Why You Should Not Build Your Own e-Sourcing System, Part III e-Negotiation

In Part I, where we noted that Mr. Smith was right in his recent post over on Spend Matters UK where he pleaded with those organizations, and particularly those organizations in the public sector, who thought they could build their own e-Sourcing system not to, we gave a host of reasons on why they should not because, like Mr. Smith said, they are

  • going to waste OUR money building it,
  • waste exorbitant amounts of money keeping the system up to date and compliant with ever-shifting legislation, and
  • only feed those dangerous delusions at best (and possibly create an epic disaster as 8 of the 11 greatest supply chain disasters of all time were caused by technology failures, and 6 as a result of software platform failures)!

But we know this isn’t enough to convince the smuggest and most deluded from considering the notion. So we are diving in and addressing some of the difficulties that will have be conquered, one primary module at a time, continuing with e-Negotiation, which encapsulates e-RFX and e-Auction.

An e-RFX system has the following key requirements:

  • Flexible Construction
  • Fine Grained Security & Auditing
  • User defined weighting factors for comparison

And an e-Auction system has the following key requirements:

  • Flexible Lotting
  • Configurable reverse auctions with multiple parameters
  • Real-time Distributed Communication with Fault Tolerance

Let’s start with the flexible construction requirement for RFX. Since there are dozens of vendors with decent e-RFX solutions on the market, one may fool oneself into thinking that this is easy. And while it is easier to build an e-RFX solution than just about any other Sourcing (or Supply Management) platform, if usability is a goal, it’s still not simple or straightforward. Qualification questionaries could contain a dozen sections with dozens of questions each. Advanced tabbing and pagination with dynamic expansion and compression depending upon answers and level of detail needed is an absolute must. Moreover, most supplier organizations will require input from multiple people to complete the RFX (sales, finance, production, etc.) and will need to assign parts, but not all, of the RFX to different individuals so fine-grained roles-based security will be required on the supplier side as well as the buyer side with organization, department, and user level settings and overrides.

Now let’s jump over to the flexible lotting requirement for e-Auctions. Sometimes a buyer wants to put a single product (such as laptops when an entire department is due for upgrades) out to bid, sometimes the buyer wants to put an entire category (such as office supplies) out to bid, and sometimes the buyer wants to bundle products and services (such as MRO parts and installation services). And sometimes the buyer wants to put all of these lots into a single multi-round auction. Capisce?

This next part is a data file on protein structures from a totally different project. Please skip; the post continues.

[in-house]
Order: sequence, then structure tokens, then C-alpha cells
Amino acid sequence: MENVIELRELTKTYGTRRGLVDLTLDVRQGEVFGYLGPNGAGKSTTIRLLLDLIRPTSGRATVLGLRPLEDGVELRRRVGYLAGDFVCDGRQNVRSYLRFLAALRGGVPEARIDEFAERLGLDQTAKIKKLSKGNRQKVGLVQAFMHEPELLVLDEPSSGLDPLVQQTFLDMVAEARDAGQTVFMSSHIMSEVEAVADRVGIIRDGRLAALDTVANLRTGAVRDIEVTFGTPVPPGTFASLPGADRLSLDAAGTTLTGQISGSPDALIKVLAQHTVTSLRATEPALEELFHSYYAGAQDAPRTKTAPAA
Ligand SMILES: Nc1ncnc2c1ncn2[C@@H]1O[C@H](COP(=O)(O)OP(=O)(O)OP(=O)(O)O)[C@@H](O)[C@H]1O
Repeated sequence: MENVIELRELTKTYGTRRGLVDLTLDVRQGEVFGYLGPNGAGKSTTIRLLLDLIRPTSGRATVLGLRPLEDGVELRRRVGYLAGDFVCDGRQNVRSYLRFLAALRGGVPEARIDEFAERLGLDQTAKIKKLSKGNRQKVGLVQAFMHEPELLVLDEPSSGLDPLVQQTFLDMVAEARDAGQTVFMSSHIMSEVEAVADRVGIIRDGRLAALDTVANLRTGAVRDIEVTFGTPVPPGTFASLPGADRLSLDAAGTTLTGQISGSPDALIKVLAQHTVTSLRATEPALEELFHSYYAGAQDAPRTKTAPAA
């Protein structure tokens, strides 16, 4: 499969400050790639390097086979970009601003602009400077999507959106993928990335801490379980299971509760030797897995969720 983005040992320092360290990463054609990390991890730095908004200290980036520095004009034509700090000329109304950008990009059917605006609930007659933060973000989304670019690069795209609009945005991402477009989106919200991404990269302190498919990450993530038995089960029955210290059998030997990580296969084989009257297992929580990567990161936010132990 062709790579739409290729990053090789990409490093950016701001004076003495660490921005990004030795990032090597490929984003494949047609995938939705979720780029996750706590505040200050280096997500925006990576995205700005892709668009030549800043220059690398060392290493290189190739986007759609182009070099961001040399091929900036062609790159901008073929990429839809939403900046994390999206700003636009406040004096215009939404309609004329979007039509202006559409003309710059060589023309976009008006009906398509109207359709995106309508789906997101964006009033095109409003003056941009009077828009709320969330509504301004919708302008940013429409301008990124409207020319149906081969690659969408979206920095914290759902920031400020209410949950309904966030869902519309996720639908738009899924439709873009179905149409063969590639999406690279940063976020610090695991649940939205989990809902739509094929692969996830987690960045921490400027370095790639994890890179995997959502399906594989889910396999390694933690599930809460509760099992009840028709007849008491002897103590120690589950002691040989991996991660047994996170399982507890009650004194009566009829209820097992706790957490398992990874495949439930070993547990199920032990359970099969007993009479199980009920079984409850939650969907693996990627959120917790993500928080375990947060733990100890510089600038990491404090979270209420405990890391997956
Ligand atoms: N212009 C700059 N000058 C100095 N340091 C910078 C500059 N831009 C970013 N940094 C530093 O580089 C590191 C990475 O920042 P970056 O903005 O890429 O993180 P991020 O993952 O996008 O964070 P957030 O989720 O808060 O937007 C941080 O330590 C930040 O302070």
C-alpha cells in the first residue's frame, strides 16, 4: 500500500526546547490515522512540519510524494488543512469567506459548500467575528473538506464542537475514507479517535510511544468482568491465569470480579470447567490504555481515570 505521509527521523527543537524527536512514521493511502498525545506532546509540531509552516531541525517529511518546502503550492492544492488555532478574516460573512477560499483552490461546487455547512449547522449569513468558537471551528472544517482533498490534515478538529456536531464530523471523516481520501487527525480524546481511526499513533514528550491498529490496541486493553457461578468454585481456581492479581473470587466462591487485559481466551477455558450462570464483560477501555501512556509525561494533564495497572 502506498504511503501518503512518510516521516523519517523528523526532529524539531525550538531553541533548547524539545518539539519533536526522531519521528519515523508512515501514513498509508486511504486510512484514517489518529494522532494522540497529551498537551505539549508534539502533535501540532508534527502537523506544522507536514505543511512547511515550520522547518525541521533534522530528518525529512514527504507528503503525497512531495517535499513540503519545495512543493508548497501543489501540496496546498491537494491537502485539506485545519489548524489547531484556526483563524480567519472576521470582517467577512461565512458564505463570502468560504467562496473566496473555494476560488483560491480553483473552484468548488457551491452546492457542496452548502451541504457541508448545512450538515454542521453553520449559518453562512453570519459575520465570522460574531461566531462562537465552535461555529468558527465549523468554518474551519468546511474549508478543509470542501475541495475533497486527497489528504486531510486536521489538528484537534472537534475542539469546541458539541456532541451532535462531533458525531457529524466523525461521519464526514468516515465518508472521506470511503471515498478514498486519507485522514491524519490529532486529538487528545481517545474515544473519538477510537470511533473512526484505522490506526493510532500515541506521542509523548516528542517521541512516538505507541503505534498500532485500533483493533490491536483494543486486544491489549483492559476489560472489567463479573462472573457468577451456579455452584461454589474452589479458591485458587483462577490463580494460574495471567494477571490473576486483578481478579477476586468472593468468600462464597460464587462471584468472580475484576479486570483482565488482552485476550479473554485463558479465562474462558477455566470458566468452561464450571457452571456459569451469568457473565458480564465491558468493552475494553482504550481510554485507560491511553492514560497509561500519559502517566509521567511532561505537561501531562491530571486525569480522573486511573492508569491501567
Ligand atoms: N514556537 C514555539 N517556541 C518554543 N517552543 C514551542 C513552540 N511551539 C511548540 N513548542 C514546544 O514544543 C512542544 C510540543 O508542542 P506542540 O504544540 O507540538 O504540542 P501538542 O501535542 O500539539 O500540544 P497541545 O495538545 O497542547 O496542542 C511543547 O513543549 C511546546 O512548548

In addition, both platforms will require the ability to define user-defined weightings against each survey response and bid so that the buyer can compute a weighted score for each supplier or lot. And these won’t always be simple — especially if the buyer wants to weight a fuel surcharge based upon product weight and supplier region. That’s not a simple modifier, that’s a formula. And these formulas can get pretty complex in complex tenders created by a sophisticated buyer.

Moving back to the auctions, we also have the requirement that the auction must be customized each time against a host of parameters that will include, but not be limited to, bid floors and ceilings per item and lot, minimum decrements, automatic time extensions, minimum time between bids for a single supplier, and so on. Furthermore, all of this must be evaluated in a system that supports …

Real-time Distributed Communication with Fault Tolerance. In an e-Auction, multiple bids are coming in at the same time, multiple updates must be pushed out at the same time, and formulas and weightings must be calculated and updated in real time so each supplier sees their true relative rank, and not just their true relative bid. This might sound easy-peasy, but you have to remember that even the average CS graduate has trouble with programming for concurrency. (Remember, the doctor was an academic in his former life and knows this to be true. Most Universities care more about $$$ than knowledge conveyed, most untenured professors care more about publishing, as opposed to perishing, than teaching, and most tenured professors are worn out and just don’t care. As a result, as long as the program is able to read the test data and create the right output, in one case, that’s enough for a pass. It’s sad, but true.)

And while this is just a high level overview of the challenges, the hope is still that it is sufficient enough to convince you that development is not an easy task and not an idea that the average organization should remotely entertain.